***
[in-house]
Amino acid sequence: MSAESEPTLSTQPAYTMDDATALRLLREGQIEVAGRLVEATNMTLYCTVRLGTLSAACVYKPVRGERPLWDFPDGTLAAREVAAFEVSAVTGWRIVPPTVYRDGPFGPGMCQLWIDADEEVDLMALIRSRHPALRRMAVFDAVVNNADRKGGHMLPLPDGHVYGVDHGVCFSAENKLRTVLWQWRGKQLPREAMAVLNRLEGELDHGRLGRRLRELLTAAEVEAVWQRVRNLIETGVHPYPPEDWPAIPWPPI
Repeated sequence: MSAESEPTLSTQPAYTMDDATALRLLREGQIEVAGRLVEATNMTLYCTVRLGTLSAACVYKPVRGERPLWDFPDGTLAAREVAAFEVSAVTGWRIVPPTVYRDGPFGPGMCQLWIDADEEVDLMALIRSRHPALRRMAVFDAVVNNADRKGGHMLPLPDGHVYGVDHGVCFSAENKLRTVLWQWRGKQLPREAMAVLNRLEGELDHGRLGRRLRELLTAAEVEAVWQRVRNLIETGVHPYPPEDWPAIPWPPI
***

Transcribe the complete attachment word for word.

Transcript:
[in-house]
Amino acid sequence: MSAESEPTLSTQPAYTMDDATALRLLREGQIEVAGRLVEATNMTLYCTVRLGTLSAACVYKPVRGERPLWDFPDGTLAAREVAAFEVSAVTGWRIVPPTVYRDGPFGPGMCQLWIDADEEVDLMALIRSRHPALRRMAVFDAVVNNADRKGGHMLPLPDGHVYGVDHGVCFSAENKLRTVLWQWRGKQLPREAMAVLNRLEGELDHGRLGRRLRELLTAAEVEAVWQRVRNLIETGVHPYPPEDWPAIPWPPI
Repeated sequence: MSAESEPTLSTQPAYTMDDATALRLLREGQIEVAGRLVEATNMTLYCTVRLGTLSAACVYKPVRGERPLWDFPDGTLAAREVAAFEVSAVTGWRIVPPTVYRDGPFGPGMCQLWIDADEEVDLMALIRSRHPALRRMAVFDAVVNNADRKGGHMLPLPDGHVYGVDHGVCFSAENKLRTVLWQWRGKQLPREAMAVLNRLEGELDHGRLGRRLRELLTAAEVEAVWQRVRNLIETGVHPYPPEDWPAIPWPPI